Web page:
Individual study: The principles of rapid response for amphibian conservation, using the programmes in Panama as an example
Gagliardo R., Crump P., Griffith E., Mendelson J., Ross H. & Zippel K. (2008) The principles of rapid response for amphibian conservation, using the programmes in Panama as an example. International Zoo Yearbook, 42, 125–135
This study is summarised as evidence for the intervention(s) shown on the right. The icon shows which synopsis it is relevant to.
Captive breeding harlequin toads (Atelopus species)
A review of captive breeding programmes in 2001–2007 of priority amphibian species from Panama at 50 zoos and aquariums in the USA (Gagliardo et al. 2008) found that Panamanian golden frogs Atelopus zeteki bred successfully in captivity. By 2007, 41 of 111 wild-caught Panamanian golden frogs Atelopus zeteki were surviving and there were over 1,500 frogs in the captive-breeding population. In 2001–2005, 111 Panamanian golden frogs were collected, including 26 pairs and 59 newly metamorphosed froglets. Strict quarantine and hygiene protocols were enforced. Animals were tested for chytrid and treated with Itraconazole.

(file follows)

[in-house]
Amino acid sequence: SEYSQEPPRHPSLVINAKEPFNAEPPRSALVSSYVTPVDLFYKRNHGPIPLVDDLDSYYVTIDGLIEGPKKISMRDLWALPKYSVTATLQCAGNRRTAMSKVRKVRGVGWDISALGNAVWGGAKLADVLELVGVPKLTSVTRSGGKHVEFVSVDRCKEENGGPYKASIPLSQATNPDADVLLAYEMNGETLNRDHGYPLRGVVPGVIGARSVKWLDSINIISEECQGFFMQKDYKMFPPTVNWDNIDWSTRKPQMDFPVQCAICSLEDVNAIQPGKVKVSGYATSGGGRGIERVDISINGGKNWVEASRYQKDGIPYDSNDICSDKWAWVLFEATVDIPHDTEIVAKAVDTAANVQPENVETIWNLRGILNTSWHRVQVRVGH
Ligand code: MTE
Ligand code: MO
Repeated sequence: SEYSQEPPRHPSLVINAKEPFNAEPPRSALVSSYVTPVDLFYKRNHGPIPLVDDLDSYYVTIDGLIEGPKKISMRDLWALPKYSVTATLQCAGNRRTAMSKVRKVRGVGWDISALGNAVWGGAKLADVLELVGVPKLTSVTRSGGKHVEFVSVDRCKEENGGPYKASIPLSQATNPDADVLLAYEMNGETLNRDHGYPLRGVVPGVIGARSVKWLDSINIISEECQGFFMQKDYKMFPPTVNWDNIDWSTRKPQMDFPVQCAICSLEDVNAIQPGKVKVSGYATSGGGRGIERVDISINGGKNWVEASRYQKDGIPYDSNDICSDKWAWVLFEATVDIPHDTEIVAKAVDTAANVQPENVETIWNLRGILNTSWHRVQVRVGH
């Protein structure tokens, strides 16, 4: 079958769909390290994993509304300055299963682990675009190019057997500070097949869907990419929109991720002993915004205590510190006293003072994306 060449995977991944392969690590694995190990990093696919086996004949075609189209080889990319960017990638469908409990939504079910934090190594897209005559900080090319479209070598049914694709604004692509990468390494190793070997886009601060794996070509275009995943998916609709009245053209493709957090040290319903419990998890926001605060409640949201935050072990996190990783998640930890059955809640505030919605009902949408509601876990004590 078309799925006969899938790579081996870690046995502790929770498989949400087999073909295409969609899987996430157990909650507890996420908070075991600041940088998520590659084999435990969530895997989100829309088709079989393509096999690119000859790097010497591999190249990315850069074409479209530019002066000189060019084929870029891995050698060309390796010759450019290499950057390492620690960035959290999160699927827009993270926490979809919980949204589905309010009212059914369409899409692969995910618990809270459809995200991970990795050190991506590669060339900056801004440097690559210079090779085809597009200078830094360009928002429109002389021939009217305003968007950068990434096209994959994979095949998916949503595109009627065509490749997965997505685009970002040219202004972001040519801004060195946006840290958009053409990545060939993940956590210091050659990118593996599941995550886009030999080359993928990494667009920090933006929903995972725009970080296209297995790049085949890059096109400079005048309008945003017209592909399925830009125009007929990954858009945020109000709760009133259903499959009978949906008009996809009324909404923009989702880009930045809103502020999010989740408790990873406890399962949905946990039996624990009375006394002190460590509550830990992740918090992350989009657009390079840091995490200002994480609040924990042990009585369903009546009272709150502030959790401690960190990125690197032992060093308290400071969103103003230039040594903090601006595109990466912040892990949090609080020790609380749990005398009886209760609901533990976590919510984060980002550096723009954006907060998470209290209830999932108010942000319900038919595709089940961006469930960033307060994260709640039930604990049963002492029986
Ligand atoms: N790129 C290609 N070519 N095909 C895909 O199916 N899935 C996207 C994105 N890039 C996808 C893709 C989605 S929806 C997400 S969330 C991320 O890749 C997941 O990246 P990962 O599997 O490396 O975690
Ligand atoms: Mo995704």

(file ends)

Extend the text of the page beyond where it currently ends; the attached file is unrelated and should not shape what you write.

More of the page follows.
Captive breeding frogs
A review of captive breeding programmes in 2001–2007 of priority amphibian species from Panama at 50 zoos and aquariums in the USA (Gagliardo et al. 2008) found that maintenance and breeding in captivity had mixed success. Several of 30 species collected bred successfully in captivity including lemur leaf frog Hylomantis lemur, Pratt's rocket frog Colostethus pratti, marsupial frog Gastrotheca cornuta, spiny-headed treefrog Anotheca spinosa, Vicente's poison frog Dendrobates vicentei, minute poison frog Minyobates minutus, Eleutherodactylus gaigae and caretta robber frog Pristimantis diastema. However, some have proved difficult to raise to adulthood due to nutritional issues (e.g. marsupial frog). Species such as Palmer's treefrog Hyloscirtus palmeri and banded horned treefrog Hemiphractus fasciatus proved very difficult to maintain in captivity. Death was often related to malnutrition. Up to 40 individuals of nearly 30 species were wild caught.